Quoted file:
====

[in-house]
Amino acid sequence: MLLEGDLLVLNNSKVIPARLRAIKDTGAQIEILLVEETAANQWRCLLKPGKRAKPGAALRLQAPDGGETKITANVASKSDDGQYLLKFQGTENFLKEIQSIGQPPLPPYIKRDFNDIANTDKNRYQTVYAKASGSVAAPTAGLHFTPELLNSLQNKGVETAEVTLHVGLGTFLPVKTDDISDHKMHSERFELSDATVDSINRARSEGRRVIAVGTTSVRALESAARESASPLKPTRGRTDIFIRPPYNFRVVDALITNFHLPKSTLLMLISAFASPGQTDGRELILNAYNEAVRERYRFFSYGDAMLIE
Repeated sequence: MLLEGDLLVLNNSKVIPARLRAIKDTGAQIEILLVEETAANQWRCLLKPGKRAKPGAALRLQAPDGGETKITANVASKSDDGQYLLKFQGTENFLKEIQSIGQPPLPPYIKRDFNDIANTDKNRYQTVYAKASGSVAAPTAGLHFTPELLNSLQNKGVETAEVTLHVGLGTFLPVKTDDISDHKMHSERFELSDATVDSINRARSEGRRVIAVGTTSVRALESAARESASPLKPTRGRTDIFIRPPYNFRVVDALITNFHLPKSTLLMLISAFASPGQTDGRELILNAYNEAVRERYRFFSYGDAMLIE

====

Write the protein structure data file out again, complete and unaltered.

[in-house]
Amino acid sequence: MLLEGDLLVLNNSKVIPARLRAIKDTGAQIEILLVEETAANQWRCLLKPGKRAKPGAALRLQAPDGGETKITANVASKSDDGQYLLKFQGTENFLKEIQSIGQPPLPPYIKRDFNDIANTDKNRYQTVYAKASGSVAAPTAGLHFTPELLNSLQNKGVETAEVTLHVGLGTFLPVKTDDISDHKMHSERFELSDATVDSINRARSEGRRVIAVGTTSVRALESAARESASPLKPTRGRTDIFIRPPYNFRVVDALITNFHLPKSTLLMLISAFASPGQTDGRELILNAYNEAVRERYRFFSYGDAMLIE
Repeated sequence: MLLEGDLLVLNNSKVIPARLRAIKDTGAQIEILLVEETAANQWRCLLKPGKRAKPGAALRLQAPDGGETKITANVASKSDDGQYLLKFQGTENFLKEIQSIGQPPLPPYIKRDFNDIANTDKNRYQTVYAKASGSVAAPTAGLHFTPELLNSLQNKGVETAEVTLHVGLGTFLPVKTDDISDHKMHSERFELSDATVDSINRARSEGRRVIAVGTTSVRALESAARESASPLKPTRGRTDIFIRPPYNFRVVDALITNFHLPKSTLLMLISAFASPGQTDGRELILNAYNEAVRERYRFFSYGDAMLIE